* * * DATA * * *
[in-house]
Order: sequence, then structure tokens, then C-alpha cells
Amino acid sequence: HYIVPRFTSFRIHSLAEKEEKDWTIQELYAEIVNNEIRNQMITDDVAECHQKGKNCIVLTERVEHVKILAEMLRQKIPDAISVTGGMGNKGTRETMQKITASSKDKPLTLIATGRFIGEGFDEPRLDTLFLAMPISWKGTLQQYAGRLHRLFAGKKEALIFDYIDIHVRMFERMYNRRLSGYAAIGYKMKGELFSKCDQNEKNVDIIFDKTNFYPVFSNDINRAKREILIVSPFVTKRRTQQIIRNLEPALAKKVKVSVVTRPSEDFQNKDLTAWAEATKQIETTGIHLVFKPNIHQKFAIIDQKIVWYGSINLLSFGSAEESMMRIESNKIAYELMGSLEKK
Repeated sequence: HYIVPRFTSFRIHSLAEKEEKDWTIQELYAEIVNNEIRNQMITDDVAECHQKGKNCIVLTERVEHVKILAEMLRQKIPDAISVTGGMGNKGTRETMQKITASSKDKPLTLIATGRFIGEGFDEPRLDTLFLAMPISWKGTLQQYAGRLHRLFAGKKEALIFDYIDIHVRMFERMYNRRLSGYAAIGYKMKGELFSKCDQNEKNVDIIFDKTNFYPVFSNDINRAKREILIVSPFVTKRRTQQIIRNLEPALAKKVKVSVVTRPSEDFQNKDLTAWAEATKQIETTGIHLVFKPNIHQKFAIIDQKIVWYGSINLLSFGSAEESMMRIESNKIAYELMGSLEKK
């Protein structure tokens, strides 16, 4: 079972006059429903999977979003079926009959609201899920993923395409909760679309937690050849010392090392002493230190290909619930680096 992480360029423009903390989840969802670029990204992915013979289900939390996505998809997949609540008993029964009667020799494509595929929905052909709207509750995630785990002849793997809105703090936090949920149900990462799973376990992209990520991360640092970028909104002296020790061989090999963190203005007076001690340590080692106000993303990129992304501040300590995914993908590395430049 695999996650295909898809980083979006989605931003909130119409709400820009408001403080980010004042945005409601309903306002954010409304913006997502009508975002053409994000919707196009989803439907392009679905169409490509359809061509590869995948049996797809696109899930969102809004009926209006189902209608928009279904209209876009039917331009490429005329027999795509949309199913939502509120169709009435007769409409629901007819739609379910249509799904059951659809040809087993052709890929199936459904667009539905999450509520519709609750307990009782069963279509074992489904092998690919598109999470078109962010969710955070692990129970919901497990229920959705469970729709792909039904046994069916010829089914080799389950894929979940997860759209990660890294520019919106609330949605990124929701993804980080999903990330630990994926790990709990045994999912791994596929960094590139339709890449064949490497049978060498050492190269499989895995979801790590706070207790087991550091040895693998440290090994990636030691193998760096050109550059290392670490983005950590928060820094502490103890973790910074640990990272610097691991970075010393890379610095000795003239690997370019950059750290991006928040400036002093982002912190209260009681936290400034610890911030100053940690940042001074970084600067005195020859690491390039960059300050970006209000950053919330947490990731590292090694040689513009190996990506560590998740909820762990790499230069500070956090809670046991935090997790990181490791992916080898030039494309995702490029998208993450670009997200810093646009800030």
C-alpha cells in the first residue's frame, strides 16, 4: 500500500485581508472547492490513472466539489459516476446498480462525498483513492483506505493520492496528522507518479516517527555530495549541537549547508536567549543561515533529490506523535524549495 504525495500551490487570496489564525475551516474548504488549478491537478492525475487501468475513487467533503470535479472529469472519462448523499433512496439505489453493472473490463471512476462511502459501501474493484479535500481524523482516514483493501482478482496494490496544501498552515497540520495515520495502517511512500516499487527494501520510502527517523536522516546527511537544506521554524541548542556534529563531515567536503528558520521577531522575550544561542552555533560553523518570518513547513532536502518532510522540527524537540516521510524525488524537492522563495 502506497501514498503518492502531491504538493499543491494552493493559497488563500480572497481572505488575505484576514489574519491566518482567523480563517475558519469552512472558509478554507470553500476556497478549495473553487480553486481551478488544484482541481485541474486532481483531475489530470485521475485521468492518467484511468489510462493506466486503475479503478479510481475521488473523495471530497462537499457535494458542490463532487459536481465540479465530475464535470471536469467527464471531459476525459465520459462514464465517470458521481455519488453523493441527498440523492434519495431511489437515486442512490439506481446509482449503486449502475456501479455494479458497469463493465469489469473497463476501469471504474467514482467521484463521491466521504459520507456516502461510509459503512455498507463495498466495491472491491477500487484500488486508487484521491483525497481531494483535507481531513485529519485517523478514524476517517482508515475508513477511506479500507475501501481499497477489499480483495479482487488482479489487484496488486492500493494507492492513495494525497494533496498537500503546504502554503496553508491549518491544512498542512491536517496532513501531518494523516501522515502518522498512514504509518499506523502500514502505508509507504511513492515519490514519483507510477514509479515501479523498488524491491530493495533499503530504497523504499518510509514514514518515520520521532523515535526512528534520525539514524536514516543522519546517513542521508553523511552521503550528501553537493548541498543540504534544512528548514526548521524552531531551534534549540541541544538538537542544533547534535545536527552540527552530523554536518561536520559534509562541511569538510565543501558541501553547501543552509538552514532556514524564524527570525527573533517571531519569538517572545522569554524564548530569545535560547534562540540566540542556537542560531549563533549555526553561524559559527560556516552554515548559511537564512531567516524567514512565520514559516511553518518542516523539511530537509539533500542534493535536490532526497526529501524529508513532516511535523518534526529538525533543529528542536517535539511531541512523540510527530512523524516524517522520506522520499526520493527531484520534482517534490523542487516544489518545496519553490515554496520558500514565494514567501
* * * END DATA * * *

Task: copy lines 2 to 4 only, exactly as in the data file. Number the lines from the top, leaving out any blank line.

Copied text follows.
Order: sequence, then structure tokens, then C-alpha cells
Amino acid sequence: HYIVPRFTSFRIHSLAEKEEKDWTIQELYAEIVNNEIRNQMITDDVAECHQKGKNCIVLTERVEHVKILAEMLRQKIPDAISVTGGMGNKGTRETMQKITASSKDKPLTLIATGRFIGEGFDEPRLDTLFLAMPISWKGTLQQYAGRLHRLFAGKKEALIFDYIDIHVRMFERMYNRRLSGYAAIGYKMKGELFSKCDQNEKNVDIIFDKTNFYPVFSNDINRAKREILIVSPFVTKRRTQQIIRNLEPALAKKVKVSVVTRPSEDFQNKDLTAWAEATKQIETTGIHLVFKPNIHQKFAIIDQKIVWYGSINLLSFGSAEESMMRIESNKIAYELMGSLEKK
Repeated sequence: HYIVPRFTSFRIHSLAEKEEKDWTIQELYAEIVNNEIRNQMITDDVAECHQKGKNCIVLTERVEHVKILAEMLRQKIPDAISVTGGMGNKGTRETMQKITASSKDKPLTLIATGRFIGEGFDEPRLDTLFLAMPISWKGTLQQYAGRLHRLFAGKKEALIFDYIDIHVRMFERMYNRRLSGYAAIGYKMKGELFSKCDQNEKNVDIIFDKTNFYPVFSNDINRAKREILIVSPFVTKRRTQQIIRNLEPALAKKVKVSVVTRPSEDFQNKDLTAWAEATKQIETTGIHLVFKPNIHQKFAIIDQKIVWYGSINLLSFGSAEESMMRIESNKIAYELMGSLEKK